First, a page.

I have not found a successful way to root cuttings from my Kieffer pear. I've tried several different ways, soil, water, with and without hormone. Which is not to say it can't be done, just that it's not foolproof/easy and I don't know how.
I haven't tried pear, but generally cuttings will work better in a moist media like perlite, vermiculite, sand... rather than directly in water. Controlling the humidity(ie mini-greenhouse like you have is generally good. Roasting in the sun, less so.
posted 2 years ago
Jessica and Dillon,
Any idea what max temp a cutting can withstand? Or even a ballpark?
Do y'all usually do cuttings inside? Outside without mini greenhouse?
It was supposed to have been 33F last night and a high of 50 ish, so I doubt it is already too hot (might have frozen it actually), but its good to be mindful. I might stick a spare thermometer in the bottle next time. I'm curious yo see how hot it actually is. If I do should I measure air temperature or water temperature?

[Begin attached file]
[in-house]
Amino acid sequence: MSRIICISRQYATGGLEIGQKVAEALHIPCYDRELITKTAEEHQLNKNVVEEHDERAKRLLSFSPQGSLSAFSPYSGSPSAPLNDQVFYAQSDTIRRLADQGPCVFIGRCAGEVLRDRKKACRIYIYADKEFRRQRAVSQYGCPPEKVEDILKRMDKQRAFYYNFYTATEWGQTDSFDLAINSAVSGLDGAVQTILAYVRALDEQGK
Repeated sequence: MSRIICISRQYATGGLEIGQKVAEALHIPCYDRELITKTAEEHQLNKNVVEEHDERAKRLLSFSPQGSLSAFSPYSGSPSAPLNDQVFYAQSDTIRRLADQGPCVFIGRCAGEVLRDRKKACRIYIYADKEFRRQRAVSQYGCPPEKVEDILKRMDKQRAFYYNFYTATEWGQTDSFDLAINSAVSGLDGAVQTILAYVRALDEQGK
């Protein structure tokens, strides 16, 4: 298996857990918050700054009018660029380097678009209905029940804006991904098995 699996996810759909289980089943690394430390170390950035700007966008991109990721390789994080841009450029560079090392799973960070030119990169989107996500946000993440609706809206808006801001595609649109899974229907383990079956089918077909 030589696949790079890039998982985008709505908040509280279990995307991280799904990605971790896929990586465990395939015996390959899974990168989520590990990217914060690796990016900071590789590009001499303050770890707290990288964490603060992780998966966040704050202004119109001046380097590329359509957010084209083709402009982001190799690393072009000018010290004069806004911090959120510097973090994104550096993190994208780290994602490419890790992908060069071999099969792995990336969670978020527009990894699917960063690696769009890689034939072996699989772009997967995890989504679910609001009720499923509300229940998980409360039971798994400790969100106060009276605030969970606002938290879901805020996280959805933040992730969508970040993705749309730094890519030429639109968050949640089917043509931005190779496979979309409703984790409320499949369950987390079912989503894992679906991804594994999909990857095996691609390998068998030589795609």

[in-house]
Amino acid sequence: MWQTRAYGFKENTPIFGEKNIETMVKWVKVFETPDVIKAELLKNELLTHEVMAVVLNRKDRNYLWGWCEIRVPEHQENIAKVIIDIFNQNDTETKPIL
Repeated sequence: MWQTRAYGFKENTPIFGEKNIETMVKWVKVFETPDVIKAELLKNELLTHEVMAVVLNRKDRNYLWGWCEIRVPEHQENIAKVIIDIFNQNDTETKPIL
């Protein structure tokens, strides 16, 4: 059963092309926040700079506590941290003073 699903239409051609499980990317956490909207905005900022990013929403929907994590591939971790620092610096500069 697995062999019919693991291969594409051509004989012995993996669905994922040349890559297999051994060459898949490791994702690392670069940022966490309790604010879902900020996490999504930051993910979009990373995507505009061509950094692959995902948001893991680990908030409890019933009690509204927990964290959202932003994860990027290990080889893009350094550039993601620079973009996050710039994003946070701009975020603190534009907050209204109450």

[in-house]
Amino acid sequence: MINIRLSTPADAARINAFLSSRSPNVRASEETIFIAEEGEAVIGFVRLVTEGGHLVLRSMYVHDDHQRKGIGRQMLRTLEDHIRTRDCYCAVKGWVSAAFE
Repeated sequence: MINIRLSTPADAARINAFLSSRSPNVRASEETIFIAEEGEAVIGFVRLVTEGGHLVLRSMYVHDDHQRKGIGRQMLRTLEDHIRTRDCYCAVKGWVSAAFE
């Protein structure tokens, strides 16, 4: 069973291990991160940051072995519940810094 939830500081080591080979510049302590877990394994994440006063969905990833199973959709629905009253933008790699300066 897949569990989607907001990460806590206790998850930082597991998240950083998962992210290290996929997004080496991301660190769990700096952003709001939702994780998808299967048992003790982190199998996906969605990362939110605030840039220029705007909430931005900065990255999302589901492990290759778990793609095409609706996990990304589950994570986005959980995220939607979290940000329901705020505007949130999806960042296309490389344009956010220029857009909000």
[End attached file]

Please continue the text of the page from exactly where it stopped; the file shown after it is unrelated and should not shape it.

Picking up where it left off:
Location: Victoria BC
posted 2 years ago
Little greenhouses like that can be REALLY effective at heating up when in direct sunlight.
The cuttings I did in my little greenhouse seemed to tolerate the early spring temps approaching 90F for brief periods. These were kept shaded within the greenhouse, though. This may be higher than optimal, certainly my success rate wasn't terribly high. I can't claim to be an adept with cuttings just yet; I've propagated dozens of cuttings successfully, but I'd really like to achieve a higher success rate. A misting bed is on the menu, but not this year it seems!
I've done cuttings inside, sometimes on a heatmat(good success), and outside. Outside, I've done them in plastic-covered totes in a shady area(lowest success), in totes in a shed(next lowest) and in my greenhouse as soon as it was done(much better). In each case the tote acted as a mini-greenhouse for smaller containers with moist media(perlite, vermiculite, sand...). Inside and in the greenhouse I also used containers outside of totes, with a bag overtop to provide some humidity.